In biology proteins are uniquely important. They are not to be classed with polysaccharides, for example, which by comparison play a very minor role. Their nearest rivals are the nucleic acids....The main function of proteins is to act as enzymes....In the protein molecule Nature has devised a unique instrument in which an underlying simplicity is used to express great subtlety and versatility; it is impossible to see molecular biology in proper perspective until this peculiar combination of virtues has been (...) clearly grasped. (shrink)
In the advertising discourse of human genetic database projects, of genetic ancestry tracing companies, and in popular books on anthropological genetics, what I refer to as the anthropological gene and genome appear as documents of human history, by far surpassing the written record and oral history in scope and accuracy as archives of our past. How did macromolecules become "documents of human evolutionary history"? Historically, molecular anthropology, a term introduced by Emile Zuckerkandl in 1962 to characterize the study (...) of primate phylogeny and human evolution on the molecular level, asserted its claim to the privilege of interpretation regarding hominoid, hominid, and human phylogeny and evolution vis-à-vis other historical sciences such as evolutionary biology, physical anthropology, and paleoanthropology. This process will be discussed on the basis of three key conferences on primate classification and evolution that brought together exponents of the respective fields and that were held in approximately ten-years intervals between the early 1960s and the 1980s. I show how the anthropological gene and genome gained their status as the most fundamental, clean, and direct records of historical information, and how the prioritizing of these epistemic objects was part of a complex involving the objectivity of numbers, logic, and mathematics, the objectivity of machines and instruments, and the objectivity seen to reside in the epistemic objects themselves. (shrink)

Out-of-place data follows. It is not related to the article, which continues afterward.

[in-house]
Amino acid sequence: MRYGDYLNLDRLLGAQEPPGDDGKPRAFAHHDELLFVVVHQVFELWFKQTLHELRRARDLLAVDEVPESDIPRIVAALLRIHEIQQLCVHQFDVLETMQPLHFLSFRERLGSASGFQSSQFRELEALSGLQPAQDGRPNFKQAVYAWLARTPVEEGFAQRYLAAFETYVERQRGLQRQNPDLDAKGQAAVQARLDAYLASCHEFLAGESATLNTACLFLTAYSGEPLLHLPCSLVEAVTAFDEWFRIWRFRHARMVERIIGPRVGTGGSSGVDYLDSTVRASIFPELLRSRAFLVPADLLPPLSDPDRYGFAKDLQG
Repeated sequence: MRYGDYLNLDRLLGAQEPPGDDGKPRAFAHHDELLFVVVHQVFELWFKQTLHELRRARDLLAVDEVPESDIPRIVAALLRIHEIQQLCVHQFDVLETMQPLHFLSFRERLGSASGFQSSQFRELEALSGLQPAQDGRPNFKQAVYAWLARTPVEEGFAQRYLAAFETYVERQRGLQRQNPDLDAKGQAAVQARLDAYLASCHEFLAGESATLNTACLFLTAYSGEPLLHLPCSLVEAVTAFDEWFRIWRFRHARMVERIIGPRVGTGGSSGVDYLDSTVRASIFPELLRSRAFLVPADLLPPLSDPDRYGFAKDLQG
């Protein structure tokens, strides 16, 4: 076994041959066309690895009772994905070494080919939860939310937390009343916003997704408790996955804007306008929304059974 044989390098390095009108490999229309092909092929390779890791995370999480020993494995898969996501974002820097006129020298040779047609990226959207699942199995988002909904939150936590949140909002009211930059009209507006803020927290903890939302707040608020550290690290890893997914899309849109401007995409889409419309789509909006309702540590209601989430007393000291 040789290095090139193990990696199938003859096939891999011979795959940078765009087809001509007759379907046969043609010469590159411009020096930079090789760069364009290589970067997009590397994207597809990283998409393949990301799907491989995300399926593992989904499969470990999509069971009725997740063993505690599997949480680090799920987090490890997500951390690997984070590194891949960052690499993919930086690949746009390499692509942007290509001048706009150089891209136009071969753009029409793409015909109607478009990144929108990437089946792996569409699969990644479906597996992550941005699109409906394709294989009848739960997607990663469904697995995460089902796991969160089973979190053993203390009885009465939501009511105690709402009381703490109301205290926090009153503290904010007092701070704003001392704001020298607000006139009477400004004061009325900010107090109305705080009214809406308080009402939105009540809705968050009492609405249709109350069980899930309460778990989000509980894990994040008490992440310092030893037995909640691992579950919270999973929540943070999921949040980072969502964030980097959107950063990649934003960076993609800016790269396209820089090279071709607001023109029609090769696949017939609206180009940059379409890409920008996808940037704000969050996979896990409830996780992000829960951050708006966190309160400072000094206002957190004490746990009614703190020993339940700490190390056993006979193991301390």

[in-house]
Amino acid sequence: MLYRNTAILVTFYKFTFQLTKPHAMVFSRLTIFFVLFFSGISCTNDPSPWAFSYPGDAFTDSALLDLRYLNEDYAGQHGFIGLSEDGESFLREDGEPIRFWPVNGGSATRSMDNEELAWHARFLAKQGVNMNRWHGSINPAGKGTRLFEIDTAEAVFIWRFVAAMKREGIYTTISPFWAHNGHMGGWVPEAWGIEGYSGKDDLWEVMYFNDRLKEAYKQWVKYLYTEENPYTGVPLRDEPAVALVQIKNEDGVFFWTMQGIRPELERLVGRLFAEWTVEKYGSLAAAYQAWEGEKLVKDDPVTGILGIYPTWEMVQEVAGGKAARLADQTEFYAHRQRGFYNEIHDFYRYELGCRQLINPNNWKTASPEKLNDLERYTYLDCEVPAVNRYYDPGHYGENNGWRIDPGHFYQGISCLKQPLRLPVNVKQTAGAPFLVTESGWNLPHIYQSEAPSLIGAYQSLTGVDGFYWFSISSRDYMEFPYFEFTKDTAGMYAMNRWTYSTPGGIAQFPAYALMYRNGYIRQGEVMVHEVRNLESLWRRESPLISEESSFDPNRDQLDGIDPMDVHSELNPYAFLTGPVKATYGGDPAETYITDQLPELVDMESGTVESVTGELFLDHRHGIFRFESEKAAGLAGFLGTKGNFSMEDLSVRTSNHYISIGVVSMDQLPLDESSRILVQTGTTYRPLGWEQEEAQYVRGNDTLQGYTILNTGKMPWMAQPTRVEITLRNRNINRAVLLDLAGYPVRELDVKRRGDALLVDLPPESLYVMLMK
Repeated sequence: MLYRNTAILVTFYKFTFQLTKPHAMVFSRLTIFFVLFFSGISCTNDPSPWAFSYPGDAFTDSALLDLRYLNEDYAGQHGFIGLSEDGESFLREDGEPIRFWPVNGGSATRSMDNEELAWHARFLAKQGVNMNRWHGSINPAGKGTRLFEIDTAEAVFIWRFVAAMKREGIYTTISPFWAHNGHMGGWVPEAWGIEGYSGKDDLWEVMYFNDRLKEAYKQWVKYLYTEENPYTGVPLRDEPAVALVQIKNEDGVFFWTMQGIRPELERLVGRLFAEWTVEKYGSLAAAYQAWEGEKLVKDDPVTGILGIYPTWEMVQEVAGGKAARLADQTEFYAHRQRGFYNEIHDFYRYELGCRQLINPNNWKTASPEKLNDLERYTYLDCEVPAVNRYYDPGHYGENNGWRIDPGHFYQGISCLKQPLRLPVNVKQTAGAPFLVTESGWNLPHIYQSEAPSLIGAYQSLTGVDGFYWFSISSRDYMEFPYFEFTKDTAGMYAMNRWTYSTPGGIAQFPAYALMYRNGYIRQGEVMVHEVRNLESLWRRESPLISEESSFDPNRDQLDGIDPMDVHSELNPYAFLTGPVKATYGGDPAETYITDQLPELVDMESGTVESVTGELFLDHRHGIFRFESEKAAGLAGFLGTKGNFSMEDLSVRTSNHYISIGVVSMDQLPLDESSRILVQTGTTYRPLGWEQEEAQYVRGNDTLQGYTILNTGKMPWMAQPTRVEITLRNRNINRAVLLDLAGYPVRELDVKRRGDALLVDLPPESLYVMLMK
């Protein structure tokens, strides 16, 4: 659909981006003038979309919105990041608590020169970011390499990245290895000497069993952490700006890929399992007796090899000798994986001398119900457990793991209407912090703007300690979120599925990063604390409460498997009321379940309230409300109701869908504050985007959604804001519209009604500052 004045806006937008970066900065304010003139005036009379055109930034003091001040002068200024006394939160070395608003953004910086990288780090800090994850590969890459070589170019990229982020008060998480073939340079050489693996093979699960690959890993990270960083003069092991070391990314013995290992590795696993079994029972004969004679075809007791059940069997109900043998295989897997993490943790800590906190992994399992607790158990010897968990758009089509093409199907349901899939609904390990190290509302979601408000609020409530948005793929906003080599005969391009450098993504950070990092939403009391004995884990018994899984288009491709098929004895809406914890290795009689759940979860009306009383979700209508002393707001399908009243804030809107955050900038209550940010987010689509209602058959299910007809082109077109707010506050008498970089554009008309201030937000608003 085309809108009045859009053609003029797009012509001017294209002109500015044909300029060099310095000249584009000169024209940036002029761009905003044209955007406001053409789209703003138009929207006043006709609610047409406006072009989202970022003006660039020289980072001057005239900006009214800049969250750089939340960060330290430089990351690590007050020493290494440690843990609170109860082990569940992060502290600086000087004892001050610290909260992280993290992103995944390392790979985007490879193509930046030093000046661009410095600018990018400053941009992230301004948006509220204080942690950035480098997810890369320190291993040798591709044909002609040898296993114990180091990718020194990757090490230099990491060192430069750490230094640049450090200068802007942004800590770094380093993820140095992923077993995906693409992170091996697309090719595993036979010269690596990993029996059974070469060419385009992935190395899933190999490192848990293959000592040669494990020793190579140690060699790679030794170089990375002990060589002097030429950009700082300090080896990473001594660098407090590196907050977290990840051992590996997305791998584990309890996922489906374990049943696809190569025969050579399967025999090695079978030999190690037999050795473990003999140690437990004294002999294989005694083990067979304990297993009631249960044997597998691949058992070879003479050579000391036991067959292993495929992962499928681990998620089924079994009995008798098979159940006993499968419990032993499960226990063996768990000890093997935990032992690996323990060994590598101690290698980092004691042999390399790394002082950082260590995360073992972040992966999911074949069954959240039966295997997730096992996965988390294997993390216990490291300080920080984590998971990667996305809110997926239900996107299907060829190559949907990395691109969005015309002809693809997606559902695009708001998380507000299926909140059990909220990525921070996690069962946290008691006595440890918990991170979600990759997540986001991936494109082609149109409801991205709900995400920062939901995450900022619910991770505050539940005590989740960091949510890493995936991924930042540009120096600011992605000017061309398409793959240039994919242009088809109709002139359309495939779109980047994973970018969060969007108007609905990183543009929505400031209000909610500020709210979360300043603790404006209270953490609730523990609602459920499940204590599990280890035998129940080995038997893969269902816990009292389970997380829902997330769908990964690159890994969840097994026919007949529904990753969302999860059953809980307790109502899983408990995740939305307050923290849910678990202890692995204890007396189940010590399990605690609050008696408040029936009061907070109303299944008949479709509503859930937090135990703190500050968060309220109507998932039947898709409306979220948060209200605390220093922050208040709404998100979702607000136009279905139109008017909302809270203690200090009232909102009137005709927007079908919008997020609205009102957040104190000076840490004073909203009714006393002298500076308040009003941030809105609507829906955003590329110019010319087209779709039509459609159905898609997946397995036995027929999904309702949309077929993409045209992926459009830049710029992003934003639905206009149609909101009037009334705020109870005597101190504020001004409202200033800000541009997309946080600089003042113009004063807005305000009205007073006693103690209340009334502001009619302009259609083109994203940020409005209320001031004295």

For elite athletes seeking a winning advantage, manipulation of their own genetic code has become a realistic possibility. In Genetic Technology and Sport, experts from sports science, genetics, philosophy, ethics, and international sports administration describe the potential applications of the new technology and debate the questions surrounding its use.